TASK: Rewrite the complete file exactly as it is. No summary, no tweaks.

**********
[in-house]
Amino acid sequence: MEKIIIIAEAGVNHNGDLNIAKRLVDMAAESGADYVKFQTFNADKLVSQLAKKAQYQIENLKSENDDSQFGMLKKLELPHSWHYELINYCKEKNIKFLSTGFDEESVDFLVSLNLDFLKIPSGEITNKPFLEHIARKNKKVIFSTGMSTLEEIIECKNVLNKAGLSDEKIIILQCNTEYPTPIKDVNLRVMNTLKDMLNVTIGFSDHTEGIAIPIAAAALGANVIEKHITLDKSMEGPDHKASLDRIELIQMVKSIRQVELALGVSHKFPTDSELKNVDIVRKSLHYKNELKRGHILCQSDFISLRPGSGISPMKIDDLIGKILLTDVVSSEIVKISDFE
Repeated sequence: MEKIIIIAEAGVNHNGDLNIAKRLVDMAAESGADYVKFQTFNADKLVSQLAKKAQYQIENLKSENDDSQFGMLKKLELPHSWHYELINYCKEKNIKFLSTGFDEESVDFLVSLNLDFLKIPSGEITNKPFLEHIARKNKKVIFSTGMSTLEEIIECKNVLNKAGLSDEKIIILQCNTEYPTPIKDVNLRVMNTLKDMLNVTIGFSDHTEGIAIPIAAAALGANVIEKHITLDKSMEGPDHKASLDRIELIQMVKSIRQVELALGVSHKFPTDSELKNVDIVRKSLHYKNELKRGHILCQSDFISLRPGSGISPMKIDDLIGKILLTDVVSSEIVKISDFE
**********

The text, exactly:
[in-house]
Amino acid sequence: MEKIIIIAEAGVNHNGDLNIAKRLVDMAAESGADYVKFQTFNADKLVSQLAKKAQYQIENLKSENDDSQFGMLKKLELPHSWHYELINYCKEKNIKFLSTGFDEESVDFLVSLNLDFLKIPSGEITNKPFLEHIARKNKKVIFSTGMSTLEEIIECKNVLNKAGLSDEKIIILQCNTEYPTPIKDVNLRVMNTLKDMLNVTIGFSDHTEGIAIPIAAAALGANVIEKHITLDKSMEGPDHKASLDRIELIQMVKSIRQVELALGVSHKFPTDSELKNVDIVRKSLHYKNELKRGHILCQSDFISLRPGSGISPMKIDDLIGKILLTDVVSSEIVKISDFE
Repeated sequence: MEKIIIIAEAGVNHNGDLNIAKRLVDMAAESGADYVKFQTFNADKLVSQLAKKAQYQIENLKSENDDSQFGMLKKLELPHSWHYELINYCKEKNIKFLSTGFDEESVDFLVSLNLDFLKIPSGEITNKPFLEHIARKNKKVIFSTGMSTLEEIIECKNVLNKAGLSDEKIIILQCNTEYPTPIKDVNLRVMNTLKDMLNVTIGFSDHTEGIAIPIAAAALGANVIEKHITLDKSMEGPDHKASLDRIELIQMVKSIRQVELALGVSHKFPTDSELKNVDIVRKSLHYKNELKRGHILCQSDFISLRPGSGISPMKIDDLIGKILLTDVVSSEIVKISDFE